A producer. A novelist. An actress. It's summer 1968—a time of war and assassinations, protests and riots. While the world is reeling, our trio is involved in making a disaster-plagued, Swingin' Sixties British movie in sunny Brighton. All are leading secret lives.
It would be hard to think of a living novelist whose books encompass more history, more settings, more professions, more varieties of individual fate, than William Boyd ... For readers who go to fiction for the pleasures of panoramic sweep, elaborate plotting and the company of a humane, genial intelligence, he has become one of the preferred masters. His new book, Trio, delivers much of the same set of literary goods, with perhaps a lighter touch than usual ... More than just a clever authorial performance, the structure underpins a sustained preoccupation with the tension between fate and chance, art and accident, script and improvisation ... Its settings (especially the pubs) are sharply observed. Its humor and melancholy are comfortingly English, premised (like the old British sitcoms it also resembles) on the supposition of a helpless collective commitment to folly. It’s a satisfying production, entertainingly retro, like a ride in Talbot’s beloved vintage Alvis coupe ... It seems churlish to wish — though I did — that the mission had been a touch more dangerous.
For all its brio, Trio hits some serious notes. It has a whiff of the ambivalent Graham Greene about it, waffling between the worldly gravity of The Quiet American and the sober farce of Our Man in Havana — as in fact the whole of Boyd’s celebrated oeuvre does, with its admixture of social, comic and recent-historical drama ranging light-footed all over the world ... They all think and act like characters in a screenplay (Anny: 'It was crazy — stop! She admonished herself. Get a grip. . . . She hated herself for thinking this but she wanted to see him again — just once more.') But they are in a screenplay, in a sense, and the movie Boyd has made of them may not be Bergman or even Capra, but it is, as I began by saying, diverting.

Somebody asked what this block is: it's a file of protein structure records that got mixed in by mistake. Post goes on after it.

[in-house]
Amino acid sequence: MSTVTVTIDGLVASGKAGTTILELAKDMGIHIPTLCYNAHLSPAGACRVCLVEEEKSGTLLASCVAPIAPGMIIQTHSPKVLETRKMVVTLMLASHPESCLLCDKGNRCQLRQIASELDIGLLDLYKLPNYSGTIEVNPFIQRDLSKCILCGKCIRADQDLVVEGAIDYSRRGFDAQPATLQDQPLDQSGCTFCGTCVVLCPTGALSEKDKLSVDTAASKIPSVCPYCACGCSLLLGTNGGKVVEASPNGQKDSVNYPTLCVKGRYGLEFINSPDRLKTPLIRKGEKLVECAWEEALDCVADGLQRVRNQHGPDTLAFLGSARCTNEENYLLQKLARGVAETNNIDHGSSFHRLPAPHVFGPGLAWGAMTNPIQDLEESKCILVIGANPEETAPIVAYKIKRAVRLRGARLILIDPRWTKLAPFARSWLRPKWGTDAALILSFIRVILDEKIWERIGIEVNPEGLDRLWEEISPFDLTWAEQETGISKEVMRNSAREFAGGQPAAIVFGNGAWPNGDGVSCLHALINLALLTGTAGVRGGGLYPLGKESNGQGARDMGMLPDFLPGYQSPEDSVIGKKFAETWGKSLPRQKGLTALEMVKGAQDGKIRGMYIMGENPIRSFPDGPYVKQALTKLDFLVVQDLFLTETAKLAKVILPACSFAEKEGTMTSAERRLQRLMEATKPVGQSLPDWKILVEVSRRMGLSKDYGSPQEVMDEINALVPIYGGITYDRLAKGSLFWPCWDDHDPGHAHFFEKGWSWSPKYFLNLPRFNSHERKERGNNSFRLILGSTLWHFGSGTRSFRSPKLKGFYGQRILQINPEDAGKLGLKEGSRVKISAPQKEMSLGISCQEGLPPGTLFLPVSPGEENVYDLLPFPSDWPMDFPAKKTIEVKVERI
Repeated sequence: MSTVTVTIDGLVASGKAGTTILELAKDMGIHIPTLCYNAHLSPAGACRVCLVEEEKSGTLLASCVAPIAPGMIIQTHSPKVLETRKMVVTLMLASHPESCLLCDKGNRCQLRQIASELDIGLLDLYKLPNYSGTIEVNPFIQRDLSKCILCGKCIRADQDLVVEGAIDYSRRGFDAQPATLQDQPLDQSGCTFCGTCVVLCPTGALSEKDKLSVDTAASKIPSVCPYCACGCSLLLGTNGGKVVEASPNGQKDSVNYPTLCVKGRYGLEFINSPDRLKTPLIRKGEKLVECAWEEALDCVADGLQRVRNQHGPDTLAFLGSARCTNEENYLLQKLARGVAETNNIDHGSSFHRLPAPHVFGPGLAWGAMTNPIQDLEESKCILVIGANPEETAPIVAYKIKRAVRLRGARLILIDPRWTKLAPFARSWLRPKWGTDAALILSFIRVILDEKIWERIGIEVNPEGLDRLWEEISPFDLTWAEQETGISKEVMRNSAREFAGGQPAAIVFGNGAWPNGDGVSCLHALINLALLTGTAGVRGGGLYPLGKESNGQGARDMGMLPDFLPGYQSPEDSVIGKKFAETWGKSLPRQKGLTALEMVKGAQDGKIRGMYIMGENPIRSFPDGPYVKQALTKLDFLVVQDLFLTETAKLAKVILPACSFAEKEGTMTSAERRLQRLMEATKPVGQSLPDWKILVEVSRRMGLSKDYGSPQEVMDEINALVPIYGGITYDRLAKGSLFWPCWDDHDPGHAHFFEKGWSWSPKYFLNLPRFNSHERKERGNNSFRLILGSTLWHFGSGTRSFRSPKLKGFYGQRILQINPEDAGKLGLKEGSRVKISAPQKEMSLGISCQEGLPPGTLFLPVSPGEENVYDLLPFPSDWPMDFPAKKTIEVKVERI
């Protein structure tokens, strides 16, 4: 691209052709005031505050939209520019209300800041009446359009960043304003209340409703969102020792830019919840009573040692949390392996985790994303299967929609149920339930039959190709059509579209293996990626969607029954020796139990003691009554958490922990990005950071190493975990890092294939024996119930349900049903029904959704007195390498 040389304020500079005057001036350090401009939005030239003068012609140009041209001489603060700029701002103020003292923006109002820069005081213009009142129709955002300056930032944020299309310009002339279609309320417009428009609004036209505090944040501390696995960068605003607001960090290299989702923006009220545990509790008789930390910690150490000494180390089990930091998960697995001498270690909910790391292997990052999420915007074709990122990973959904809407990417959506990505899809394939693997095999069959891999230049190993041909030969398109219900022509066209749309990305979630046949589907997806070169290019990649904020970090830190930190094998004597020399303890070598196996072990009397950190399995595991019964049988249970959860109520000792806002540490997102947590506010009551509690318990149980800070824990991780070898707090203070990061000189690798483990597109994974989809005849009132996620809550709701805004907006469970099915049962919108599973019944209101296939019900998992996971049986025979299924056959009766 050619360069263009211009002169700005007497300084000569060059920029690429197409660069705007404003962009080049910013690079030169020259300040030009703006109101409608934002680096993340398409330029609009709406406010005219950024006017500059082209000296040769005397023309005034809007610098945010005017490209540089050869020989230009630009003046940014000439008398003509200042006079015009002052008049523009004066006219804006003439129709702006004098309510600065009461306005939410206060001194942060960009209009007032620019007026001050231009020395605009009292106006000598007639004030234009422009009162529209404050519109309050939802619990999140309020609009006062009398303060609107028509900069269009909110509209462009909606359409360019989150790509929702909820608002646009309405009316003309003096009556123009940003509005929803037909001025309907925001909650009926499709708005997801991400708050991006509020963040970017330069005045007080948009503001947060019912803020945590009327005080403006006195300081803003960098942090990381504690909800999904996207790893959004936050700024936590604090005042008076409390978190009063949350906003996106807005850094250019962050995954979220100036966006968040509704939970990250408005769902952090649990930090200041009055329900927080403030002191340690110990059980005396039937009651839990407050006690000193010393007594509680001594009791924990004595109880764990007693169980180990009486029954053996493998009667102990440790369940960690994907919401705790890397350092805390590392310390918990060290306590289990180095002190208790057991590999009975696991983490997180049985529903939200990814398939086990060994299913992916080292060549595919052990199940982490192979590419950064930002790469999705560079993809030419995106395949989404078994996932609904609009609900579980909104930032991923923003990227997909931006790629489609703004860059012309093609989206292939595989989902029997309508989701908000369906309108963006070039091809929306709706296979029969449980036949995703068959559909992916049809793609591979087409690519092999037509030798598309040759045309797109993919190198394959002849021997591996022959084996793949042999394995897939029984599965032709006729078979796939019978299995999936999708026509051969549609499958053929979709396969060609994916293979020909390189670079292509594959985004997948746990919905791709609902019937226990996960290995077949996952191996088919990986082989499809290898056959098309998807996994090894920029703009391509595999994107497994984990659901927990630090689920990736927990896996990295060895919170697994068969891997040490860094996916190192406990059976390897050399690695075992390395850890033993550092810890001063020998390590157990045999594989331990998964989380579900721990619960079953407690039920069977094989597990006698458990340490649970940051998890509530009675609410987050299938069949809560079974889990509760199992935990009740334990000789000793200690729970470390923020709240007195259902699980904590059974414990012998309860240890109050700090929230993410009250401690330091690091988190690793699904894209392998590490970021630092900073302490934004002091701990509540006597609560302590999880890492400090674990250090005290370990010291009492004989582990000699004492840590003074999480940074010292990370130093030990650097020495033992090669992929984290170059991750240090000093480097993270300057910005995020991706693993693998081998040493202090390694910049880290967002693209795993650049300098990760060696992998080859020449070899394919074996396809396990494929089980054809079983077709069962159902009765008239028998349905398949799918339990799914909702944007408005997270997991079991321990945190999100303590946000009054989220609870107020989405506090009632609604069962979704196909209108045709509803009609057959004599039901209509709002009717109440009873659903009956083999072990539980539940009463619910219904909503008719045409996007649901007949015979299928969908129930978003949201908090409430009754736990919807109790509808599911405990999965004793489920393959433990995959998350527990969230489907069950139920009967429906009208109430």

Talbot readily admits that in the movie world 'ordinary norms of behaviour did not apply.' Still, the surprises he faces on his latest project are beyond anything he has encountered before. To say more about them would give too much away. But it’s a ton of fun to see Talbot navigate the mayhem. Boyd can also be trusted to get his atmospherics right ... Where some writers come at the 1960s too reverently...Boyd brings a lighter skepticism to the era and reminds us that not everyone was tuned into the turbulence of the times ... Trio, with its wickedly accurate period detail and darkly wayward farce, is Boyd at his most entertaining.